Brain Surgery : Introduction

I really feel that this post a bit late, but better late than never. Ok, so, here we go..
Epileptic seizures are produced by abnormal electrical activity in the brain. Surgical removal of seizure-producing areas of the brain has been an accepted form of treatment for over 50 years.
Brain surgery is one of the scariest operations a person can endure. While the thought itself is terrifying, brain surgery is necessary to combat certain cancers, aid victims of strokes and help head trauma victims lead a normal life. People who have to undergo brain surgery and their loved ones want to know if brain surgery is painful. The short answer is not as much as you might think.
The brain is the epicenter for emotion, conscious and unconscious function, thinking and memory. Your brain is the reason you recognize and feel pain, but oddly enough, your brain doesn’t have any pain receptors of its own.

Surgery can be performed on both children and adults. However, it is not a suitable treatment for everyone who has epilepsy, or for everyone with poor seizure control.

Brain surgery is a way of treating certain kinds of epilepsy that cannot be controlled with medication. Risks and benefits of surgery should be carefully discussed in advance with the doctors who are going to perform the operation. Certain testing is necessary before the operation. In some cases, surgery for epilepsy requires two operations.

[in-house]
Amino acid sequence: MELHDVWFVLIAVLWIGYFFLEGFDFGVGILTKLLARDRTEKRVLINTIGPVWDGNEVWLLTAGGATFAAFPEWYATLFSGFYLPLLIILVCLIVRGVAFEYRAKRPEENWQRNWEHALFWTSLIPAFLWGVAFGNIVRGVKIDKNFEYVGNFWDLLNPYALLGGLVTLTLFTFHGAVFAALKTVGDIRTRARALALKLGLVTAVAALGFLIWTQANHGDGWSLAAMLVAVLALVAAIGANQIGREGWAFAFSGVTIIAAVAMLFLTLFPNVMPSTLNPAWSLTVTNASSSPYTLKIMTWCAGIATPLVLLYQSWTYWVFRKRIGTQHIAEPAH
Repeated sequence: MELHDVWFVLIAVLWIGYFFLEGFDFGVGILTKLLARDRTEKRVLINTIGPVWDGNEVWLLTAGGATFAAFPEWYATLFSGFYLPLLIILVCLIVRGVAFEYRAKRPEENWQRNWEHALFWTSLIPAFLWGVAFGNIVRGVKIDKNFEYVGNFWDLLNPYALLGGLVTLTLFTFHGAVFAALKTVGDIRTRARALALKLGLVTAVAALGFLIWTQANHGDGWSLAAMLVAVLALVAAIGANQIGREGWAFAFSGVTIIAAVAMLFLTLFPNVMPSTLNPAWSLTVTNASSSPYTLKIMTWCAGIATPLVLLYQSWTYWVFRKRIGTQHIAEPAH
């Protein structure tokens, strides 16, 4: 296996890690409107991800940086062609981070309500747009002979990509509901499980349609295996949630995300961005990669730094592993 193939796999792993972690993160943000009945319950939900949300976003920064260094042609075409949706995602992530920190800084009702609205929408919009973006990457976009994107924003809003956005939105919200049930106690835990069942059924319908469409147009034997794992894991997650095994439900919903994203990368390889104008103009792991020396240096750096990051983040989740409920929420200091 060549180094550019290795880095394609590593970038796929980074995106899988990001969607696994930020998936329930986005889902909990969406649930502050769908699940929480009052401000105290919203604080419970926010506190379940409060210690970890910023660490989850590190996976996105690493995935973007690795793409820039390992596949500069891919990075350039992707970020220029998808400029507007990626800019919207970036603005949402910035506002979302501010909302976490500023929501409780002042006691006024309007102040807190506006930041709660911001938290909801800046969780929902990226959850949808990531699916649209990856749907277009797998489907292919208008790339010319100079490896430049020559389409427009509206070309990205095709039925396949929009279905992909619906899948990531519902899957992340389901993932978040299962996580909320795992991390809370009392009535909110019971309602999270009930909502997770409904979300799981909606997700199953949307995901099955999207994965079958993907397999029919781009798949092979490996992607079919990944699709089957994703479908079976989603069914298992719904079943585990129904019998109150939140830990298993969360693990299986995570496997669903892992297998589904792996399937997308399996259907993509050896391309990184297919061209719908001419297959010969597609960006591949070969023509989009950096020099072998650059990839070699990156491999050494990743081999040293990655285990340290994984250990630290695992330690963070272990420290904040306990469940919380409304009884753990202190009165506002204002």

Ask your doctor and the neurosurgeon that will be performing the operation how much pain you can expect. Brain surgery is performed with patients while they are awake and asleep. During the operation you will have anesthesia, either local or general. Either way, you will feel nothing during the brain surgery.

Learn about the post-operational pain. Once again, it is less than you might think. You will have a headache for a few days, and it will be a very strong one. Fortunately, you will be able to take pain medication to manage the pain. Nothing too strong, though. The doctors want you to be alert.

If you know someone who has undergone brain surgery you could ask them about the pain, or you could join a support group. Not all patients are good candidates for surgery.

Having brain surgery does not guarantee that a person will be free of seizures or won't have to take medicine anymore. However, chances are good that most people will have fewer seizures after surgery and many will become seizure-free.

Not all epilepsy-related surgery is performed on the brain. Therapy which delivers pulses of energy to the brain through a large nerve in the neck (VNS therapy) requires a different type of surgical procedure to set the system in place.
Brain surgery and VNS implants are accepted treatments for relief of seizures and are covered by most health insurance plans.